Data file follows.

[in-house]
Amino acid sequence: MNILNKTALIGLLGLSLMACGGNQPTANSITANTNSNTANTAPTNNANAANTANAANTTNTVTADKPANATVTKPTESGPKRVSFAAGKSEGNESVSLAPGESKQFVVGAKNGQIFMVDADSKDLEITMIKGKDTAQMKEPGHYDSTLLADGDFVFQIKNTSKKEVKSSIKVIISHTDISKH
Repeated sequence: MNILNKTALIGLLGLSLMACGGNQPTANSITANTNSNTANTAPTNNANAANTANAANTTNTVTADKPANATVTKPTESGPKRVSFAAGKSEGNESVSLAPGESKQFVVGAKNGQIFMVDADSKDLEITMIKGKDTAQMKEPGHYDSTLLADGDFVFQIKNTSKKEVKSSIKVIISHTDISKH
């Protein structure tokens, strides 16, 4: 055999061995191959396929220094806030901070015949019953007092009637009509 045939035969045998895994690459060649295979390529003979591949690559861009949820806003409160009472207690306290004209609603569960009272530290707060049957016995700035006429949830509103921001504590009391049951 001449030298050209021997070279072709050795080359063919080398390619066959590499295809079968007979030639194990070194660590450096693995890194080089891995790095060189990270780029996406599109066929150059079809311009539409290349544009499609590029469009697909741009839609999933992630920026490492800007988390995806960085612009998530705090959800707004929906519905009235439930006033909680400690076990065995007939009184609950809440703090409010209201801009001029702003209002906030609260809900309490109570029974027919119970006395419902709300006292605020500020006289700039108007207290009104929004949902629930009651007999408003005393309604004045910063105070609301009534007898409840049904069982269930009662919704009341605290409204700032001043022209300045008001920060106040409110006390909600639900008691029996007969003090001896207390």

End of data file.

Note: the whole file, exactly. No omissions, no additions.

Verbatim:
[in-house]
Amino acid sequence: MNILNKTALIGLLGLSLMACGGNQPTANSITANTNSNTANTAPTNNANAANTANAANTTNTVTADKPANATVTKPTESGPKRVSFAAGKSEGNESVSLAPGESKQFVVGAKNGQIFMVDADSKDLEITMIKGKDTAQMKEPGHYDSTLLADGDFVFQIKNTSKKEVKSSIKVIISHTDISKH
Repeated sequence: MNILNKTALIGLLGLSLMACGGNQPTANSITANTNSNTANTAPTNNANAANTANAANTTNTVTADKPANATVTKPTESGPKRVSFAAGKSEGNESVSLAPGESKQFVVGAKNGQIFMVDADSKDLEITMIKGKDTAQMKEPGHYDSTLLADGDFVFQIKNTSKKEVKSSIKVIISHTDISKH
């Protein structure tokens, strides 16, 4: 055999061995191959396929220094806030901070015949019953007092009637009509 045939035969045998895994690459060649295979390529003979591949690559861009949820806003409160009472207690306290004209609603569960009272530290707060049957016995700035006429949830509103921001504590009391049951 001449030298050209021997070279072709050795080359063919080398390619066959590499295809079968007979030639194990070194660590450096693995890194080089891995790095060189990270780029996406599109066929150059079809311009539409290349544009499609590029469009697909741009839609999933992630920026490492800007988390995806960085612009998530705090959800707004929906519905009235439930006033909680400690076990065995007939009184609950809440703090409010209201801009001029702003209002906030609260809900309490109570029974027919119970006395419902709300006292605020500020006289700039108007207290009104929004949902629930009651007999408003005393309604004045910063105070609301009534007898409840049904069982269930009662919704009341605290409204700032001043022209300045008001920060106040409110006390909600639900008691029996007969003090001896207390």